Motion E18 Linkage Fork Goes On Sale 1st June

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Do you ever look at the current range of excellent telescopic suspension forks on the market and just wish there was something different on the market? Sure, there’s the Lefty Ocho, but what if you want up to 170mm travel and have a soft spot for the old Girvin Vector fork?

If those very specific wants and needs sound like you then we have some very interesting news for you.

French start-up Motion has finally made its parallelogram linkage fork available to buy for the first time. Those of you who have been following the Motion story will remember that back in 2015 the first Motion forks were shown to the press, then in 2016, the company went to Kickstarter to, well, kickstart the project.

motion france french carbon fork leaf spring parallelogram fork suspension weird unusual unique
The original Motion fork used dual carbon leaf springs

A few more years later and the Motion E18 and E18+ are finally available to order. That’s right if you have £1395 you can join the Motion Ambassador program and own your own fork and will eventually be able to ride on it sometime in September…

The standard E18 is designed for 27.5in wheels and up to 170mm travel

The idea of the fork was to offer controlled suspension and eliminate fork dive when braking, all in a super lightweight package that tracks well. The original specs from 2015 were for 2 forks, a short travel model for 27.5in wheels with travel of 120-160mm and a 29er version with travel limited to just 80-120mm.

The E18+ is good for plus and 29er tyres

Over the past 3 years though bikes have changed and Motion has continued to develop the fork so that the 27.5 version, the E18, has between 150-170mm travel while the E18+ suitable for 27.5+ and 29er wheels sees an increase in travel from 140-160mm.

the flow
The FLOW© is a custom air strut designed for the E18 and E18+

With these travel increases the Motion fork has also ditched its dual carbon leaf springs for a single carbon spring called “THE WAVE” on the right and air shock “THE FLOW©” mounted to the left.

The WAVE© is a carbon leaf spring to save weight and reduce wear

There aren’t many details on the official Motion site, but it looks as though “THE FLOW©” is a custom-made air shock with rebound control. The company claims that using this combination of shock and leaf spring makes for a frictionless system that doesn’t require lubrication and will continue to feel as good as new even after months of use.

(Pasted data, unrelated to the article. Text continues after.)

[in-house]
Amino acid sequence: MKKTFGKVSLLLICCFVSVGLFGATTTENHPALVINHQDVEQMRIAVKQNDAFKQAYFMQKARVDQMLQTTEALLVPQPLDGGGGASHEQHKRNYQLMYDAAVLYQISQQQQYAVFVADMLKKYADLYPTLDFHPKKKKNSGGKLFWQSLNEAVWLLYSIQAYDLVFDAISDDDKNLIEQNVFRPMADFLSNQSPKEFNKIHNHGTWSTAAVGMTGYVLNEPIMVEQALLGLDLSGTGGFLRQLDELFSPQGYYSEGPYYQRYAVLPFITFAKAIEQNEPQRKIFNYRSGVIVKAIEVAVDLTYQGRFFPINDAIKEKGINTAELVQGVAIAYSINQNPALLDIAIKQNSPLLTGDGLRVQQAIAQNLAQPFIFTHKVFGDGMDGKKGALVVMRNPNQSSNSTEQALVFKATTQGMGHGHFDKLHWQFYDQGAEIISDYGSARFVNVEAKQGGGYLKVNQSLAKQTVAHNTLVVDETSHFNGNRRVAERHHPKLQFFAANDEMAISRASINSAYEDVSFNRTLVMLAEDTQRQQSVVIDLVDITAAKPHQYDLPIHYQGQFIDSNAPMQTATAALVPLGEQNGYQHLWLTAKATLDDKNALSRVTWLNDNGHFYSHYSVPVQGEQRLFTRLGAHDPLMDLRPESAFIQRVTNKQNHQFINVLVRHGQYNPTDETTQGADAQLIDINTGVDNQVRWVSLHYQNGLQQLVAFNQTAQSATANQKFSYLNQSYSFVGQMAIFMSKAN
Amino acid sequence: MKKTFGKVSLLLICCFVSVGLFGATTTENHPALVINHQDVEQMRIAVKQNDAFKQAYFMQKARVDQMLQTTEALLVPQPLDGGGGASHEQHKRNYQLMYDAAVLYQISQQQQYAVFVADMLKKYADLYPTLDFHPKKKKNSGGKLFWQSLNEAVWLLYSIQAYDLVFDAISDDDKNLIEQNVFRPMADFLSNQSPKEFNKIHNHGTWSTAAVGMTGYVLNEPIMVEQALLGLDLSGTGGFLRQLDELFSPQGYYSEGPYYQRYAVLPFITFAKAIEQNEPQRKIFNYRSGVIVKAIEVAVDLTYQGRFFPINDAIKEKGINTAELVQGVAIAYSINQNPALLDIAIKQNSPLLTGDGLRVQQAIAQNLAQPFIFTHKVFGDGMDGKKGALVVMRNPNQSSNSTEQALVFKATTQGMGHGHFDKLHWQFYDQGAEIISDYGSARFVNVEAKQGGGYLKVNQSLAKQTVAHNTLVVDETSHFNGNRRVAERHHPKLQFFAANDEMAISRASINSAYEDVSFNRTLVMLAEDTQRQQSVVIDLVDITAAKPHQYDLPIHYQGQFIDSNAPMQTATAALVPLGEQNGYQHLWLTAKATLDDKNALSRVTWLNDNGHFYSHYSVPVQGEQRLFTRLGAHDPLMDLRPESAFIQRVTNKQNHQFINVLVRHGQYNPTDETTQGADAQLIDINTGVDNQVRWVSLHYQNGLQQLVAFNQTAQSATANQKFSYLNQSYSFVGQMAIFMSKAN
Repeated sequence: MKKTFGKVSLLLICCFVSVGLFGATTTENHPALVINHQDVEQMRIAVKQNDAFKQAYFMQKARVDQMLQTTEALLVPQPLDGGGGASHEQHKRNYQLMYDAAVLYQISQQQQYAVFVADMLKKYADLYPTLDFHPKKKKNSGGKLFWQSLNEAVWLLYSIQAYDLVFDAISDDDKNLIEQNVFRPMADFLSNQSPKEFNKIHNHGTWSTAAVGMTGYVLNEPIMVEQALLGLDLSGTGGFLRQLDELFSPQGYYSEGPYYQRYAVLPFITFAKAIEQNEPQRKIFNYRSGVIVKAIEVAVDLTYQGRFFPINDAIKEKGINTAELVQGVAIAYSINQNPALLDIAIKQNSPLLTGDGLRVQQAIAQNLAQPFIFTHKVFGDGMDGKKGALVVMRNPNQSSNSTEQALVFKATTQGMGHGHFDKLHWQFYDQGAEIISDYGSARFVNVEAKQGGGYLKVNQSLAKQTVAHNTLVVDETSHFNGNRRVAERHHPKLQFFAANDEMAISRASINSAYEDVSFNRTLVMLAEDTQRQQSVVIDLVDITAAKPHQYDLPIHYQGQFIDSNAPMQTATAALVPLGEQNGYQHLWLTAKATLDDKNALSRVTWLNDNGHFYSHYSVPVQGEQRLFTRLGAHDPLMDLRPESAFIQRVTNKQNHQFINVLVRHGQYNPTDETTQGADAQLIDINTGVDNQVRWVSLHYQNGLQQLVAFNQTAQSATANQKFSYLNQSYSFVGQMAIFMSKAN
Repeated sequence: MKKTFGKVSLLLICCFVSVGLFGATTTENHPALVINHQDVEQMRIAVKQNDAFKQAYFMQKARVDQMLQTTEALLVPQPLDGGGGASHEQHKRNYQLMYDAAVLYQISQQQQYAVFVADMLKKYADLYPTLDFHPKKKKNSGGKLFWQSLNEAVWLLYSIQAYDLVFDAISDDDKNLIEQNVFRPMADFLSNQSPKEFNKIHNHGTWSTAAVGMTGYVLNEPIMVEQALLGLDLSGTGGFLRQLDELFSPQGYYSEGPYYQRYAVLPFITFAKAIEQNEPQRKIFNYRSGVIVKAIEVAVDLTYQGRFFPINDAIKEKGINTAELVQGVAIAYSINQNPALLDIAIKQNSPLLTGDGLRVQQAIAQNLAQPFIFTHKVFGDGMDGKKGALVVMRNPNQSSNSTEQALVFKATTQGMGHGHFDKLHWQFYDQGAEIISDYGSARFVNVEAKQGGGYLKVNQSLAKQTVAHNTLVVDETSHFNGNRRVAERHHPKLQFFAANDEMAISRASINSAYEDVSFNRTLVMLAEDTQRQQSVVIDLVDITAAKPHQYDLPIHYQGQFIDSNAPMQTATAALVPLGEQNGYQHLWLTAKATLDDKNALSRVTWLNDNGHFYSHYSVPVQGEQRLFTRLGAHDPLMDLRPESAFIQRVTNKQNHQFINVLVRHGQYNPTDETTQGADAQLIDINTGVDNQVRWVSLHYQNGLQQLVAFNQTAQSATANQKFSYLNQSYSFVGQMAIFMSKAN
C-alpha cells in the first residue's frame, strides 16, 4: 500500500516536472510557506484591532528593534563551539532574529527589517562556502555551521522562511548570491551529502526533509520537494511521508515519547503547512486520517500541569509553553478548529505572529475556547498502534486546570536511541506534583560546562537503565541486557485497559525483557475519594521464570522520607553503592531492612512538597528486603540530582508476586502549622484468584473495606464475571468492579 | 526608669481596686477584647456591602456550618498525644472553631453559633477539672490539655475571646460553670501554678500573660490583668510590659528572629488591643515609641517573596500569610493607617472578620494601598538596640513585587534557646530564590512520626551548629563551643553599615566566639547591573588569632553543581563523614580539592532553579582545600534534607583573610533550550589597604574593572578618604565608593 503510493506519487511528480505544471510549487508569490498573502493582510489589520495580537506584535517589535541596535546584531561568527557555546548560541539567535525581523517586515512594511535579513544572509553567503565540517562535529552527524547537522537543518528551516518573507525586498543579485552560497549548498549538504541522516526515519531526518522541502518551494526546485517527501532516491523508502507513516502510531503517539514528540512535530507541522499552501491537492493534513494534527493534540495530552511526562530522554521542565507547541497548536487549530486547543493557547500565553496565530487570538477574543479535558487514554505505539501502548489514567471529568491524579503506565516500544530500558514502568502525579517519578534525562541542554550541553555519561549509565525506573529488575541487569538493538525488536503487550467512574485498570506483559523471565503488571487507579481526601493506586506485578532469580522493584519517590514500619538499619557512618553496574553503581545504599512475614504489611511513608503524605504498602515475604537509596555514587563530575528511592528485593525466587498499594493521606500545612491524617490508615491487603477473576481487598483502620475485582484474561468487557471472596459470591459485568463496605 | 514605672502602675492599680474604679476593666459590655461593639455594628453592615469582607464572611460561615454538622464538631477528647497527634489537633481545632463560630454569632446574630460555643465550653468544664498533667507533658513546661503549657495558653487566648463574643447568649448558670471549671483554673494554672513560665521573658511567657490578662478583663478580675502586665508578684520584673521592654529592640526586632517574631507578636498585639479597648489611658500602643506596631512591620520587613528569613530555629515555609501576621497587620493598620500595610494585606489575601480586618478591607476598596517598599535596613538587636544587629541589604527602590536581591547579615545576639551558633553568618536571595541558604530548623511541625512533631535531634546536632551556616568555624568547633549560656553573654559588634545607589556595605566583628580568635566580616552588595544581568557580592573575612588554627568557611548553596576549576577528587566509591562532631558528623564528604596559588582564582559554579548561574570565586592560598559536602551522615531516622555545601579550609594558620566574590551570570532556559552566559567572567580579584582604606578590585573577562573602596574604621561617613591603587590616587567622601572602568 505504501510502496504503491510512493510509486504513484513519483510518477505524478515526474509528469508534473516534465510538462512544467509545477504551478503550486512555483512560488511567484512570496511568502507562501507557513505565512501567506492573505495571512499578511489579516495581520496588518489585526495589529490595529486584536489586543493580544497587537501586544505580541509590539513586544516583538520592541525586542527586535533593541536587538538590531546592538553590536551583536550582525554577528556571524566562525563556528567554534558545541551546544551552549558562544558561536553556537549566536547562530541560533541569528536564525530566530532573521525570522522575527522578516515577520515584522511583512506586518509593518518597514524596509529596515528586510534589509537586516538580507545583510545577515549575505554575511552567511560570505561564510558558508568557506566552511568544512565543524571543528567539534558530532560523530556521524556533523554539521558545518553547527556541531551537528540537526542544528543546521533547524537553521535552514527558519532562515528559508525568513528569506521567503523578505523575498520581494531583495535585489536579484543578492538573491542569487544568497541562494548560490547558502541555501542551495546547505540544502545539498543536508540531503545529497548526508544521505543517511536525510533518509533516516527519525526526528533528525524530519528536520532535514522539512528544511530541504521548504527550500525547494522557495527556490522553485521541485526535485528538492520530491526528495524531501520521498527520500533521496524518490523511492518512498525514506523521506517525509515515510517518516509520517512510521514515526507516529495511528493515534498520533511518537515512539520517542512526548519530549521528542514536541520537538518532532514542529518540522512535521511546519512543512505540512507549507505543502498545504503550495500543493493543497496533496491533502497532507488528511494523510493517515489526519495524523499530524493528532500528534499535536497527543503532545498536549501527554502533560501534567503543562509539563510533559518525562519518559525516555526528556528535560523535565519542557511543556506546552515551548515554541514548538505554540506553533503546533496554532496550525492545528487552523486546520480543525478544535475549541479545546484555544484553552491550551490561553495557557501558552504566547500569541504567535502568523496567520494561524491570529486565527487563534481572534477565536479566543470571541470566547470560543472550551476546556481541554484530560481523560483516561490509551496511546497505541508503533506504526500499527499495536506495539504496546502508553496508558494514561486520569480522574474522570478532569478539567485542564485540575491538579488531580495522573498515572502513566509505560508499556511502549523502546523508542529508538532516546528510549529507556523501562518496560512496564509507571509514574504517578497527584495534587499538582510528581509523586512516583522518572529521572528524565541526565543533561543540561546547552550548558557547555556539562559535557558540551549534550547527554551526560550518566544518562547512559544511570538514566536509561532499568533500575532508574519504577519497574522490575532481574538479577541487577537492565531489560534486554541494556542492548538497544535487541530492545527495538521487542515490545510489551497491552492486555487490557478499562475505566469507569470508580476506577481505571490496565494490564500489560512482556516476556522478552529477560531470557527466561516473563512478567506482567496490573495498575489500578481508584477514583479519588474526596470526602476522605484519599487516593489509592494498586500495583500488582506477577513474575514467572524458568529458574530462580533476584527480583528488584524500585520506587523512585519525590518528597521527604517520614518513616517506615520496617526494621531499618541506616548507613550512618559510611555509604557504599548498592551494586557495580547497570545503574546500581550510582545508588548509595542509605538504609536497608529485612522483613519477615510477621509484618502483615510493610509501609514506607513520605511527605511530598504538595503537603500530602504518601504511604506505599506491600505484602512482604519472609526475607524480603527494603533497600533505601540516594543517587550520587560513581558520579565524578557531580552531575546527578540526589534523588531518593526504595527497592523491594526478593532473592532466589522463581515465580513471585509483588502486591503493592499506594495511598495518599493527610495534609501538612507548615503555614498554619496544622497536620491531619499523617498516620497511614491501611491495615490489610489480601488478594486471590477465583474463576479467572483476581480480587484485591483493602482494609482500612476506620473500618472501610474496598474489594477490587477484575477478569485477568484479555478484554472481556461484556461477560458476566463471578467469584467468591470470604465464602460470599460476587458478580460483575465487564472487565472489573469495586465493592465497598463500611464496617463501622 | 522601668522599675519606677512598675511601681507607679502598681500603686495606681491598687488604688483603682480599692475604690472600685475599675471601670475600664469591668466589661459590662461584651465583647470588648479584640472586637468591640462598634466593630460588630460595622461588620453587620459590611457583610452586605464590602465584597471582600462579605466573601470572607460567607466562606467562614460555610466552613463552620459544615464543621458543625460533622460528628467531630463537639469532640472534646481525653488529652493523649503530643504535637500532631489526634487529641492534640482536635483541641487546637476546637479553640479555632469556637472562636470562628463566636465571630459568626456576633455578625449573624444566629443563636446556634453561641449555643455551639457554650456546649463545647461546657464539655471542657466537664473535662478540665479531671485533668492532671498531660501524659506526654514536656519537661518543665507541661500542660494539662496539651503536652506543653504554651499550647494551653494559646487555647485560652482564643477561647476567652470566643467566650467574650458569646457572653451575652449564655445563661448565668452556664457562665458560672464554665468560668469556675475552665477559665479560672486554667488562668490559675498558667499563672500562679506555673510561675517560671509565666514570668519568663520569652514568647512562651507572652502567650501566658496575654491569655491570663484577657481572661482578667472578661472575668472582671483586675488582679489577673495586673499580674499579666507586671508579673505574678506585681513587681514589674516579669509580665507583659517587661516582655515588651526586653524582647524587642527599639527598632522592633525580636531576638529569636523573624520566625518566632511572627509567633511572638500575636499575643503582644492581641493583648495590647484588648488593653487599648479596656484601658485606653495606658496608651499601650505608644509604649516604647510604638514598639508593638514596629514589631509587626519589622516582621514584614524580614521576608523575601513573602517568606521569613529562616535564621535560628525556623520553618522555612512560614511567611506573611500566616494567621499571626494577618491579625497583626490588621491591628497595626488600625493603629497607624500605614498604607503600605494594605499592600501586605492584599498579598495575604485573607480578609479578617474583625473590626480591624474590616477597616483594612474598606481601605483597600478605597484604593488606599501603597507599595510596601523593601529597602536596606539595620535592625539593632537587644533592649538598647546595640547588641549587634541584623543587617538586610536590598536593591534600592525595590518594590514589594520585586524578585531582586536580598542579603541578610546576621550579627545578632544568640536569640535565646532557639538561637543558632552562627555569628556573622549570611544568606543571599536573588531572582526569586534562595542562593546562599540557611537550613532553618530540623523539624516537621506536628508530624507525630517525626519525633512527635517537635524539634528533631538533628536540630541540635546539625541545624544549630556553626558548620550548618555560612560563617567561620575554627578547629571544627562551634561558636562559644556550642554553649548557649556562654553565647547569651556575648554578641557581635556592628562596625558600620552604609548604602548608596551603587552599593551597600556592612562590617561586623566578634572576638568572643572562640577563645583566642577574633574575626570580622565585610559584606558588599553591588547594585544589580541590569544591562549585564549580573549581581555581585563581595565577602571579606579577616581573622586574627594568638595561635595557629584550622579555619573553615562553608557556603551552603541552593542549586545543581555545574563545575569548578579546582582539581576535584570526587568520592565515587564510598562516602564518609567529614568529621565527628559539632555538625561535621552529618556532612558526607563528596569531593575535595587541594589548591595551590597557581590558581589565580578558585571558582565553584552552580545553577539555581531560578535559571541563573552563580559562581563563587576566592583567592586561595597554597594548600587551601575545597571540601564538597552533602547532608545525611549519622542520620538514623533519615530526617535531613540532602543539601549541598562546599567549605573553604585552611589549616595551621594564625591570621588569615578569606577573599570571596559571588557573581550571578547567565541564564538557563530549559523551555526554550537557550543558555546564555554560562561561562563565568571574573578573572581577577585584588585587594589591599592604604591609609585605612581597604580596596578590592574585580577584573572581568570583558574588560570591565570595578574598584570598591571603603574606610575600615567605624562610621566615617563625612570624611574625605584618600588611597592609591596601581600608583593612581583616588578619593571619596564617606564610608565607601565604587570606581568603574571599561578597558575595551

What’s more interesting is that Motion states there is no “wear” on the parts of the fork, but we can clearly see that the linkage design uses bearings and we wonder what kind of maintenance they require.

Another change from the original 2015 specs is the weight, which has increased from 1.85kg to 2.1kg which actually brings the weight to around the same as a Fox 36 Factory.

Check out the video below to see the E18 in action:

In addition to the E18 and E18+, Motion also lists release details for other versions of its linkage fork. An all-mountain version of the fork will be available to order in October, a short travel XC model is expected in spring 2019, while there’s even a downhill model due next summer.

We would love to hear your thoughts on the Motion linkage fork. It this something that you’ve been waiting for? Do you think it could finally replace traditional telescopic forks? Let us know in the comments below.

Comments (6)

    No brake dive?

    That makes it a fork I’d look at.

    No brake dive always sounds good but in reality it is a big part of what we are used to feeling when riding. Take dive away and it doesn’t feel right. I think that’s why these alternative ideas never get far on motorcycles either. Interesting, just wouldn’t buy without trying first

    “think that’s why these alternative ideas never get far on motorcycles either. Interesting, just wouldn’t buy without trying first”

    There are a few 1200GS’s around the world, not to mention the 1300s and numerous other Beemers etc!!!

    As cyclelife says, it’s the very reason so many of us like the BMW telelever suspension.

    What’s not right is a fork that dives as a result of braking. Just because we are used to it doesn’t mean it’s right.

    Love it, even if it looks nuts. Brake dive is part of why we have such slack geometries. With all the work in rear suspension to get the right anti-squat and progression, for MTBs to still be on a basic front suspension design with flaws doesn’t make a lot of sense. But they work OK and there’s reasons telescopic forks still rule – OE spec and looks more moto. These linkage forks could work superbly but obviously the looks will be a bigger decider or reason not to buy, MTB is a fashion leisure industry as much as anything technical.

    An update of the USE design with some Cannondale Lefty experience could be brilliant, and fairly unoffensive looking.

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